This visit, of course, is made by Cornelius’ representatives—two servants and a soldier (v. 7)—rather than Cornelius himself. It is interesting how the drama of the scene is heightened by verse 17a, reflecting Peter’s uncertainty regarding the vision (“as Peter was thoroughly without answer in himself [as to] what [the meaning of] the vision might be…”); this may well reflect the joining of a separate tradition (Peter’s vision) into the fabric of the narrative, but it is most effective—note how this motif repeats in verse 19 (“and [at] Peter’s being thoroughly aroused in [thought] about the vision…”). There are perhaps several other subtle echoes of the vision in this scene:

    • Another revelation, here by the Spirit—”See, three men are seeking you” (v. 19)
    • Three men, just as the vision appeared three times
    • Peter “steps down” (i.e. goes down) to meet them (vv. 20-21), just as the vision “steps down” out of heaven—in both instances the verb katabai/nw is used

There is an additional parallel to Scene 1 with the description of Cornelius in verse 22, which now also characterizes him as “just/righteous” (di/kaio$).

Scene 4: The visit of Peter to Cornelius (10:23b-33)

The narrative builds as Peter’s arrival and his reception is described in solemn fashion (vv. 24-27); the “Western” text of Acts shows many differences in these verses. Peter states the central issue (and the basic conflict) clearly in verse 28:

    • It is contrary to law/custom [i.e. unlawful, a)qe/mito$]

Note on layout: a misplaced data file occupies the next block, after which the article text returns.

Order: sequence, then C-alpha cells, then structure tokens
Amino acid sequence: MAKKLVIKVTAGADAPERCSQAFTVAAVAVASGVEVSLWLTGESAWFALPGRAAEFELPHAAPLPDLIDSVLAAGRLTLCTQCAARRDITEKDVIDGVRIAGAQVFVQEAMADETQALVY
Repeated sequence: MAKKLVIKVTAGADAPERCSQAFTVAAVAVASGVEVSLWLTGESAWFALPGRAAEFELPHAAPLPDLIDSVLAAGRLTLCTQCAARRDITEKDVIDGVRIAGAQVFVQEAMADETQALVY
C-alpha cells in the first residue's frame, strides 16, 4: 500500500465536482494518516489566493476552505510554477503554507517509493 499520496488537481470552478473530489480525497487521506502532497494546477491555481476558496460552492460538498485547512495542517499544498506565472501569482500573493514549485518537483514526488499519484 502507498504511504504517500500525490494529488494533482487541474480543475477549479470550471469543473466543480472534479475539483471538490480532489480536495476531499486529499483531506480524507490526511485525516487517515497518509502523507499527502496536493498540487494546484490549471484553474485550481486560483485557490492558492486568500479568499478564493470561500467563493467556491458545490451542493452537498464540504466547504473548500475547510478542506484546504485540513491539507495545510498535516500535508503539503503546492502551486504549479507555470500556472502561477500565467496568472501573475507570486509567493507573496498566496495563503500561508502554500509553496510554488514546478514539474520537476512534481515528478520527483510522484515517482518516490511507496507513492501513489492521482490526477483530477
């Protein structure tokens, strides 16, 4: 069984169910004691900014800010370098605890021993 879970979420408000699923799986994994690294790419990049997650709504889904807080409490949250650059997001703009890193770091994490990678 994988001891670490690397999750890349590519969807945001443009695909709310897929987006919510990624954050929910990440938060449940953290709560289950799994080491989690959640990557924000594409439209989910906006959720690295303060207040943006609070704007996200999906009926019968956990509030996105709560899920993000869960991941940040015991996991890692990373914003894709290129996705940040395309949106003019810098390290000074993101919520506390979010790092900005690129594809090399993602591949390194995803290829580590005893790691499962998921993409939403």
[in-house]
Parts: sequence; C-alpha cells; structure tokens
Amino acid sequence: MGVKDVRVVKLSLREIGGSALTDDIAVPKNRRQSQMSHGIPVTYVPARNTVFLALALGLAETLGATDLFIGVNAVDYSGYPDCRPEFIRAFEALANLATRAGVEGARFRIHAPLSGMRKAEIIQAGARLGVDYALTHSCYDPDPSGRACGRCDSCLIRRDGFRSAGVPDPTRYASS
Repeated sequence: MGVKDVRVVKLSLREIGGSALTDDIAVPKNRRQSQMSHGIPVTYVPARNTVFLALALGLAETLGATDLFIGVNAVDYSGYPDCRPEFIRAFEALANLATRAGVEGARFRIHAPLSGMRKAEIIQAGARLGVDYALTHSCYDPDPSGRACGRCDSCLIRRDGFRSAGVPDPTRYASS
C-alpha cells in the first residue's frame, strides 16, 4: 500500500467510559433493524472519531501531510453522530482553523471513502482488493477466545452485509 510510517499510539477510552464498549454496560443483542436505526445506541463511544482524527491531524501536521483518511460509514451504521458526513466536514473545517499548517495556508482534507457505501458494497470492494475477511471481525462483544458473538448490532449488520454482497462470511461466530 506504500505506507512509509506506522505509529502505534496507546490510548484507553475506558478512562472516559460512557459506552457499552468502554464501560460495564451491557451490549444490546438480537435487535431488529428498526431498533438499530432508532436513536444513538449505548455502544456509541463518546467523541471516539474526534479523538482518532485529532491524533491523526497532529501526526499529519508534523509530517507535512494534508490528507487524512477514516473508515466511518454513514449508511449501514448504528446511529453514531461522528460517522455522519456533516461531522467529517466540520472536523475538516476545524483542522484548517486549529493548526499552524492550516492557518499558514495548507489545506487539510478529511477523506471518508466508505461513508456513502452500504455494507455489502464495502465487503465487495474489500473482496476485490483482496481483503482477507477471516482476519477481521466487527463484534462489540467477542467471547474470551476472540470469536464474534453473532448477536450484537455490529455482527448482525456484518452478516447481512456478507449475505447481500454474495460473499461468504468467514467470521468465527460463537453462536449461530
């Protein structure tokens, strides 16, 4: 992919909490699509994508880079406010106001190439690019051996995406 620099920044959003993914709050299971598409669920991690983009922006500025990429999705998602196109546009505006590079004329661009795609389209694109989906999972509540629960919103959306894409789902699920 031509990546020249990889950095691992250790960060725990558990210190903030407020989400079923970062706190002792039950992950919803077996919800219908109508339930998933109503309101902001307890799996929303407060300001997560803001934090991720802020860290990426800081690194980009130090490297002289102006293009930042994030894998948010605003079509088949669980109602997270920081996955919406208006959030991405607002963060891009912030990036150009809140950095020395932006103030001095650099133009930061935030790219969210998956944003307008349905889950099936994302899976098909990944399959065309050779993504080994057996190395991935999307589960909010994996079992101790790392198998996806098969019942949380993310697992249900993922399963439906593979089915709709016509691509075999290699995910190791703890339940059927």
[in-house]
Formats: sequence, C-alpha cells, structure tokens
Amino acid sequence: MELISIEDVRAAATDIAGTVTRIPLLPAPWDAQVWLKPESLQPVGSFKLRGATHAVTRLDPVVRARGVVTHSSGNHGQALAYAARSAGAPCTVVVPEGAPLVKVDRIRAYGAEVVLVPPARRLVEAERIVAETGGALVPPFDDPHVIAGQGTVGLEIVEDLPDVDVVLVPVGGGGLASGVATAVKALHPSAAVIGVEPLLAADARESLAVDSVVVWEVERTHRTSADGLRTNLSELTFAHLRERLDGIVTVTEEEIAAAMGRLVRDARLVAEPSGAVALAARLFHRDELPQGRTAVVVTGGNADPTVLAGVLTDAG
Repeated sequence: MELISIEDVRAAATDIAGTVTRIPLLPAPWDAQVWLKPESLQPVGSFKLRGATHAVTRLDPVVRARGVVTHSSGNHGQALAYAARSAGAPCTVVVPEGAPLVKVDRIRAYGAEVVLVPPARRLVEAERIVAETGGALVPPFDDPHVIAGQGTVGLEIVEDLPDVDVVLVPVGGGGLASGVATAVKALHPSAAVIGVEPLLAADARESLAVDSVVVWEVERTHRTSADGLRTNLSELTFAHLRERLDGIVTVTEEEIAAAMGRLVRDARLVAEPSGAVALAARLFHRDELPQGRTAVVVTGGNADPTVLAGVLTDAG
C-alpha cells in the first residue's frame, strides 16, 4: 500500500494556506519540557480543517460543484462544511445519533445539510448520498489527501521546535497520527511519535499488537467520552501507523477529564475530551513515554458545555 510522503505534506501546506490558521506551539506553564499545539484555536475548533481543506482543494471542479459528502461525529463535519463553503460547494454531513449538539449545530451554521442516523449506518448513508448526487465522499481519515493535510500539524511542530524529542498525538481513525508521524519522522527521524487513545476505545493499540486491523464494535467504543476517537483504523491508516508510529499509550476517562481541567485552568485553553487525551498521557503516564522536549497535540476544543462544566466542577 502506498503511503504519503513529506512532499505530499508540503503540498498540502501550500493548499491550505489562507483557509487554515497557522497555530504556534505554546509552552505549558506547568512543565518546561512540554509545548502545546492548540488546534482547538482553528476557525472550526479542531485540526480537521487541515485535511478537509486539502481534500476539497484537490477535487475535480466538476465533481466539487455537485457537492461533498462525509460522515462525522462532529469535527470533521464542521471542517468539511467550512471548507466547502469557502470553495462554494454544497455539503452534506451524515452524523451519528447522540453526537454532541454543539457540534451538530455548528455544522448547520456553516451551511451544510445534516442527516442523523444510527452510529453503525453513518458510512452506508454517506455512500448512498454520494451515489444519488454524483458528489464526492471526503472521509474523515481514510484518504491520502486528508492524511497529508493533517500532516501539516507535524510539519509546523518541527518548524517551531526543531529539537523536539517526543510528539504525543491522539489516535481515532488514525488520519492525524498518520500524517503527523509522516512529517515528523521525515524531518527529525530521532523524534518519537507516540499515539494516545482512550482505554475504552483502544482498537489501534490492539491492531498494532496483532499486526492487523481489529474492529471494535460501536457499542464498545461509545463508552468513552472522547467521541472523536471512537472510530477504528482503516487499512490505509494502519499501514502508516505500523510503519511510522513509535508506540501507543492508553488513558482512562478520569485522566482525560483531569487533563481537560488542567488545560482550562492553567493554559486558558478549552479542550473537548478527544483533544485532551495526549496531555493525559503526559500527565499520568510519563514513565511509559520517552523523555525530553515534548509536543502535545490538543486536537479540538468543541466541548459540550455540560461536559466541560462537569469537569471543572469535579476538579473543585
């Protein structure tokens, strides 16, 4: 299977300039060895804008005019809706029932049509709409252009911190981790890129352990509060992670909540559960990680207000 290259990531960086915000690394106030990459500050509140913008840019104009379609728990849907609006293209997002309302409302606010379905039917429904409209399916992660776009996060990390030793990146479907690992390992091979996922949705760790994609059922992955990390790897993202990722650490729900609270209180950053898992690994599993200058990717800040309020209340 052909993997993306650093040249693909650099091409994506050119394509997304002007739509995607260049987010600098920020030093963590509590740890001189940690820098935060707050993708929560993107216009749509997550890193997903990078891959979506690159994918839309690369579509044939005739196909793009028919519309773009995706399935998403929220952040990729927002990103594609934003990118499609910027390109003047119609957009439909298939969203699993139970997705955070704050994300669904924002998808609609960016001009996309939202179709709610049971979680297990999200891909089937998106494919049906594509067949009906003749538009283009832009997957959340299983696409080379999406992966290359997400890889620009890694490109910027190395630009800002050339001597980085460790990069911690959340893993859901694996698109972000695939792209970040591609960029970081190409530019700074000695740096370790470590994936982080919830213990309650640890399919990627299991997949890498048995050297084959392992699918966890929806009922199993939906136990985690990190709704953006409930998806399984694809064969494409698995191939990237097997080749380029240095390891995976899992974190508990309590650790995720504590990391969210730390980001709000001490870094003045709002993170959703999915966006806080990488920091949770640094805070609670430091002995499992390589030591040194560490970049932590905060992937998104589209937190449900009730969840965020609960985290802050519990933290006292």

• for a Jewish man
    • to join [kolla=sqai] or come toward [prose/rxesqai]
      • (one) of another fulh/ [i.e. tribe/clan/race, etc]

Peter interprets or applies his vision in terms of people—no person should be treated as common or unclean. In verses 30-33, Cornelius reprises his own vision, setting the stage for the speech of Peter to follow.

The Speech of Peter (10:34-48)

Verses 34-48 could be broken into two scenes (5 and 6): the speech of vv. 34-43 and the effect/result of the speech (the manifestation of the Spirit) in vv. 44-48; however, I will deal with both under a single heading. Here is an outline of the speech, which loosely follows the basic sermon-speech pattern I have recognized and used earlier throughout this series:

    • Narrative introduction (vv. 30-33)—the entirety of the narrative in Acts 10:1-33 (esp. vv. 23b-33) really should be considered here (see above), but I isolate verses 30-33 as the proper introduction to the speech itself.
    • Introductory Address (vv. 34-35)
    • [Citation from Scripture] (vv. 36-42)—instead of a Scripture citation (and exposition), we have a central kerygma (Gospel proclamation), the most complete and developed thus far in Acts.
    • Concluding Exhortation (v. 43)
    • Narrative Conclusion (vv. 44-48)

The two speeches of 10:34-38 and 11:1-18 will be examined in detail in the next part of this article.